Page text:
Lives At Stake, South Sudan During the Liberation Struggle

By Halle Jorn Hanssen
ISBN: 978-82-91385-61-7
© 2017 Skyline publishing

Book Review:
By Hakim Dario, PhD
Book Review Author contact: press@pdm-rss.org
Date: 14th February 2019

I read this book and kept going over it, gripped by the wealth of details, inside view
and revealing information that I never knew about before. I read the book several
times, found it to be motivating for action to bridge the deficit that is so well depicted
in what the liberation struggle leaders did not accomplish for their people.
The author Halle Jorn Hanssen, described the challenges that faced SPLM/A during the
struggle, and later the deficits in their leaders political will that emerged, and which
still persist to dash the aspirations for democracy development in South Sudan. I
recommend the book as a valuable resource to build knowledge and gain appreciation
of the context for critical challenges in the life of the new nation and needing to
navigate towards democracy and peace building.
We are indebted to Halle Hanssen for sharing and recording something of the SPLM/A
liberation struggle history in stories that shed light and increased knowledge of
contemporary South Sudanese and future posterity of what went on during the
liberation struggle. It clearly also said something about what still remains of the
struggle for “new democracy, development and social justice in the newest state” on
the continent.. Hanssen’s efforts to share his knowledge will not be in vain, as we all
take stock and pick up the pieces to try stitch things that have fallen apart together
again, to mend the broken social fabric in South Sudan, perhaps in the making of a
new democratic social contract that will hold the country together and prevent its
destruction by the liberators turned tribal kleptocrats.
Lives At Stake comes in a volume of 600 pages of narratives, inundated with many
stories by many of the actors who played a part in the act, in weaving together what
became the unique story of SPLM/A, their friends and partners in NPA and USAID,
the crucial roles they played in the liberation struggle, and the journey through the
early 1980s to the Comprehensive Peace Agreement in 2005 and afterwards
reaching the promise land but then only to give it away. The book depicts how the
liberation struggle which held so much promise, quickly morphed into a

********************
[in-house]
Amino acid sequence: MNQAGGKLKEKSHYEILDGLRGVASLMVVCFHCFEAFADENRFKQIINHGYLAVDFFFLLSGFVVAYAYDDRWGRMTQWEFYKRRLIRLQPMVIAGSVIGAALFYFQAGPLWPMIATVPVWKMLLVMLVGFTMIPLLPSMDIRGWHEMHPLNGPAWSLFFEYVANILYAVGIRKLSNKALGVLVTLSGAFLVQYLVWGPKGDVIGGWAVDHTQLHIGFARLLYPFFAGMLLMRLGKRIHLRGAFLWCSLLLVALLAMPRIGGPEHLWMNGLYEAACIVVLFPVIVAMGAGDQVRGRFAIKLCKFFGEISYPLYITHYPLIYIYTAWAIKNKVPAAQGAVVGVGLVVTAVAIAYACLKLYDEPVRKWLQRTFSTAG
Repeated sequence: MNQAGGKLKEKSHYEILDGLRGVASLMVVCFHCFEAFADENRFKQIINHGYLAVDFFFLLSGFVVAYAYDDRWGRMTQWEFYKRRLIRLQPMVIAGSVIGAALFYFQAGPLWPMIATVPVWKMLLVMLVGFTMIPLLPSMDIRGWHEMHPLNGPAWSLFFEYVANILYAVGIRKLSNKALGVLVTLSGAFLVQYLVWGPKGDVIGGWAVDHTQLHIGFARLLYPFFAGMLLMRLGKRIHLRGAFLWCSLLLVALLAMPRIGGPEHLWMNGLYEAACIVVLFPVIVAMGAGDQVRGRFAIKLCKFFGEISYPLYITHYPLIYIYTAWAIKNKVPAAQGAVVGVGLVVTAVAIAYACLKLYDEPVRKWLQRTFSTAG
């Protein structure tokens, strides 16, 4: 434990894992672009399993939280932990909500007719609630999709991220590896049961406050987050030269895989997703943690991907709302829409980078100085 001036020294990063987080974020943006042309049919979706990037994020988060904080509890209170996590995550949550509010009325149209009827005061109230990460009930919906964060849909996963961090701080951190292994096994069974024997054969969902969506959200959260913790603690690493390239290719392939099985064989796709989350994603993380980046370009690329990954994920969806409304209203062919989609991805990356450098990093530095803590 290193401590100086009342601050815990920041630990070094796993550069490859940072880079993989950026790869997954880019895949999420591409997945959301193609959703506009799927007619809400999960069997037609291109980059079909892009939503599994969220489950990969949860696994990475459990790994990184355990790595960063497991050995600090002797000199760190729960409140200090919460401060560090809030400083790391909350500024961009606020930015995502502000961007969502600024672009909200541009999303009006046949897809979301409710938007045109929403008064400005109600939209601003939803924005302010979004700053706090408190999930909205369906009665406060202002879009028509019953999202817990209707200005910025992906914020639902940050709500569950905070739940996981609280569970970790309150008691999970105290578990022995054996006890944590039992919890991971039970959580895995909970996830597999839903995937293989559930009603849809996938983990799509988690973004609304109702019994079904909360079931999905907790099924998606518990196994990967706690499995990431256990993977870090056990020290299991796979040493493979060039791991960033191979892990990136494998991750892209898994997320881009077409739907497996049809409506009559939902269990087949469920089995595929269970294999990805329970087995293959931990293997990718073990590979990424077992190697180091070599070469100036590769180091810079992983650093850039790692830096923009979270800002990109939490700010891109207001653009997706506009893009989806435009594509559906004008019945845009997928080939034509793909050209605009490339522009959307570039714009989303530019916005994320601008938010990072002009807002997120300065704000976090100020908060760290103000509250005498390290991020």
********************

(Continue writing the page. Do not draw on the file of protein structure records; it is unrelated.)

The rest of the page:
disappointing moral decay, the subsequent collapse of the SPLM from that decay
and with it, in the author’s view, the unthinkable destruction of the state of South
Sudan by none other than those same leaders who fought for its liberation.

controlled territories without the facilitation and services of NPA on the ground and
also in the air to fly in food, medical supplies, or VIP visitors who trekked to South
Sudan. Throughout NPA’s relief work on the ground, the freedom fighters were
provided a lifeline, knowing that there was medical care available in the event that
they were injured in the front lines and would be taken to hospital in Chukudum or
Yei for treatment.
The visitors on fact finding missions to the territories under SPLM/A control
included the US Special Envoy for Sudan and South Sudan, Mr. John Danforth,
Norway Minister for Development Cooperation and Human Rights, Hilde Frafjord
Johnson, Dutch Minister for Development Cooperation Jan Pronk, Executive Director
of US Committee on Refugees Roger Winter and later Assistant USAID
Administrator, the world-famous Brazilian photographer Sebastiao Salgado,
amongst other celebrities.
John Garang’s enduring phone bills
The stories are not also without a lighter and humorous ring to them. One such
enduring story is that of John Garang’s satellite phone and payment of its bills,
which ran into millions of Norwegian Krona (NOK) at expense of the Norwegian
Ministry of Foreign Affairs (NMFA). At one point, John Garang’s phone was cut for
unpaid bills, and was barred from making further calls before nearly a 600,000 NOK
bill was paid, which was well beyond the cost of a few calls to Oslo. This cut or
disconnection occurred in the middle of a developing battle in the SPLA front lines,
which left the SPLA C-in-C furious and without communication to coordinate the
battle and give instructions to commanders in the middle of a large military
battlefield and operations as Garang protested! So NPA had to “pay the bill as fast as
possible”, considering the C-in-C was sure that the other party “NMFA” was the party
responsible for settling the bills but broke its promise.
The story had it that the phone could only be used in connection with peace
negotiations, and the NMFA reserved the right to turn it on and off, to which SPLM